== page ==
Orthostatic Tremor and Autoimmune Diseases


#1

hi - I’m not diagnosed and hope it remains that way but I have many symptoms of PD. I do have 3 confirmed autoimmune diseases - one called Sjögren’s which, for me, causes symptoms which are hopefully be just part of my rheumatic disease. But my GP suspects I have overlap with a neurological condition and has referred me to a new neurologist for a second opinion. The neurologist I’ve been seeing to date is very dismissive and says I just have Sjögren’s related small fibre neuropathy and mild autonomic neuropathy and everything else is just “heightened health awareness”.

Meanwhile my gait and balance are increasingly poor and I have a fine resting tremor which started in one toe and, five years on, now affects most of my body. I have poor sense of small, numbness and tingle everywhere, dysmotility, dizziness and vertigo plus facial rigidity and arm hang. Also joint, tendon and muscle pain that go with Rheumatoid Arthritis and Sjögren’s.

I’m not sure that my autoimmune disease(s) explain all these neurological symptoms - particularly the orthostatic tremor.


#2

I suspect D3 deficiency. It is a known factor in Sjogren and autoimmune diseases, and suspected in PD, known in MS… Note final minute of video, the scientists advising the USA committee take 5000 IU per day. Make take weeks to see any effect on Sjogren and other automiimune diseases.
The confusion on the literature about autoimmunity and D3 is because immune celle use D3 proper , not the stuff measured in blood tests which is 25(OH)D3. The immune cells make their own active 1,25(OH)D3 and in autimmune mode the cells stop making it. So we need lots of supplement to break through that block and switch the cells out of autoimmune mode. That is partly why D3 is not ( yet) regarded as a key factor in PD.
I take 10,000 IU pd , same as used to slow and reverse multiple sclerosis.
Peter


#3

Thanks for this. I have been taking prescribed AdCal D3 for 4 years now - one a day. Not sure how much D3 they contain though as it doesn’t say on the box. Probably not enough but my rheumatologist requested that I do not take additional D3 as she says this can cause other problems. I do know that I was at the lowest end of insufficient (24) when I had myself tested five years ago. Within two weeks of starting the AdCal D3 a very uncharacteristic depression lifted and my Rheumatoid Arthrltis pain has never fully returned. I plan to ask my rheumatingist if I can be repeat tested next time I see her in 3 weeks time.


#4

Ps I think I forget to say that I am hypothyroid as well (Hashimoto’s). I’m really hoping that the neurologist I see for second opinion will refer me for DAT scan. I have had two MRIs of brain - both show white matter that has so far not progressed and is in keeping with Sjögren’s. Also had a lumbar puncture 3 years ago which showed paired oligloconal bands - non specific sign of a systemic process occurring. I think there may be some link between Sjögren’s and PD?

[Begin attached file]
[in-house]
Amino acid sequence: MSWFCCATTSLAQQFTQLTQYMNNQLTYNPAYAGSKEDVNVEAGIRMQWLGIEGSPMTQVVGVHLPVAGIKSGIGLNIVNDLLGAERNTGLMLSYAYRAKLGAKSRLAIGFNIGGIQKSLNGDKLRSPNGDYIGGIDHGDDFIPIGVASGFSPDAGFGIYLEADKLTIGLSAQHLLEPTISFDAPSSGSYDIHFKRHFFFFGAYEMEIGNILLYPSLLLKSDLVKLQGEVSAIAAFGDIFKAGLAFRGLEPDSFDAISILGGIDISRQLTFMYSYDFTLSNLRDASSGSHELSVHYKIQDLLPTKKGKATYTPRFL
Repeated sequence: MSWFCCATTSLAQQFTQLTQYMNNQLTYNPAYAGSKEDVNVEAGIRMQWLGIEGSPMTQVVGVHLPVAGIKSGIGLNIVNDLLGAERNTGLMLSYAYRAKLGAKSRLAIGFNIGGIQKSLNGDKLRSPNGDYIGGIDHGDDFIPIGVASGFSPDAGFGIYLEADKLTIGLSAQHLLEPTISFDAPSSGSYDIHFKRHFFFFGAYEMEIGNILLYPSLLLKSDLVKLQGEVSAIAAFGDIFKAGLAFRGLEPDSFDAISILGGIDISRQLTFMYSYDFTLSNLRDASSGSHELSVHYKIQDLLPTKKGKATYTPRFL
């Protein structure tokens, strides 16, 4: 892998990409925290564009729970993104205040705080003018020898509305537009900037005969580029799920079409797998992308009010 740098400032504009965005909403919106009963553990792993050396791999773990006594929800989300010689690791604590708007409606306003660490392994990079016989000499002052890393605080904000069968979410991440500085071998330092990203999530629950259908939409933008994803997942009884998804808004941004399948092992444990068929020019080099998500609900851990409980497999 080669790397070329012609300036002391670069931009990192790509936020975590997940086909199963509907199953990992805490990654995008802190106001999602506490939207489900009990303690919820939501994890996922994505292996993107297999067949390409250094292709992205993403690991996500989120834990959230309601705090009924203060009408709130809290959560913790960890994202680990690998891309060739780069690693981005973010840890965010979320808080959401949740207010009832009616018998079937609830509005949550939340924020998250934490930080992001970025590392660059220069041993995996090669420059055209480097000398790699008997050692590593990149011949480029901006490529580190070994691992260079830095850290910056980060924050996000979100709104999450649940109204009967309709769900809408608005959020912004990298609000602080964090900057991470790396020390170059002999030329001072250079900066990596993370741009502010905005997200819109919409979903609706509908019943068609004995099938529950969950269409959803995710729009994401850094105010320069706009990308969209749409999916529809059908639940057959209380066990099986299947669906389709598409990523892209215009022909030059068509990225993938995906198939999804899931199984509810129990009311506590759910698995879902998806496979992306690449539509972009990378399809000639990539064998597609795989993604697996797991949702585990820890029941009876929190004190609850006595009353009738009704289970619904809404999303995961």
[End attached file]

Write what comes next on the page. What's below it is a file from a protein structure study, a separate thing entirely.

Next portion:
#5

24nmol/L is very low, not surprised you were depressed.
USA criteria indicate 100 to 120nmol/L is correct. Needs about 2000 Iu pd to get there. The 200IU in Adcal wont do it. Low D3 suppelement has most effect in pts with low serum D3,
Measure it yourself through the post: City Assays Birmingham. Saves waiting for another appointment.

Low D3 and PD are linked.D3 controls genes for most of the neurones’ anti-oxidant enzymes and for switching off inflammation
I would ask how to raise serum level to 120 nmol/L without getting excessive calcium abosrbtion from gut. GP can monitor blood calcium routinely.

Yes, D3 common to both PD and Sjorgren. … and a whole host of other pathologies - check out vitaminDwiki.com

Peter


#6

So, just to be clear PeterC, are you saying that, if we get our levels of Vitamin D up to around 100 the symptoms of diseases like Parkinson’s, MS and Sjögren’s will go?


#7

Mat,
100 to 120 is the physiological level.
To reduce autoimmune attack the level has to be higher, around 200nmol/L. This is what is sued for MS - read the Wahls Protocol chapter on supplements.
I’d except Sjogren to be similar. The reson is the immune cells can take on two forms: in autoimmune attack mode ( Th1 and M1 form) or asupprotive benficial mode(Th2 and M2). D3 will switch mode 1 to mode 2.
But these cells make their won 1,25OHD3 starting with D3. They do not use ciculating 25OHD3. Now, in attack mode1 the cells switch off their own synthesis of 1,25OHD3 and become lokced onmode 1. Until a really high blood levle of D breaks through the switch. If you want to read further in M1 mode NFkappaB is produced in the cells and this kills D3 hydroxylation…
I take 10,000IU per day for PD. It is an experiment that I expect to work. The only trial, in Japan, used 1200IU D3, a miserbale dose, for only three months. I also take mitochodrial suporting agents, all endogenous bichemicals. Same as in the Wahls Protocol. I raised the D3 does slowly, first 2000IU for three months then measured serum (turned out at 100nmol/L), then 6000IU for three months ( serum 170nmol/L), now on 10,000 , one month to go to measuring. My psoriasis, an autoimmune skin condition, became less aggressive as serum level was rising towards 170nmol/l…so 2000IU did not change it, 6000 did.

Hope this helps,
Peter


#8

Thanks for all this PeterC I will definitely look into it now you’ve explained what your own research has yielded.


#9

Recent (2017) summary of D3 doses and safe limits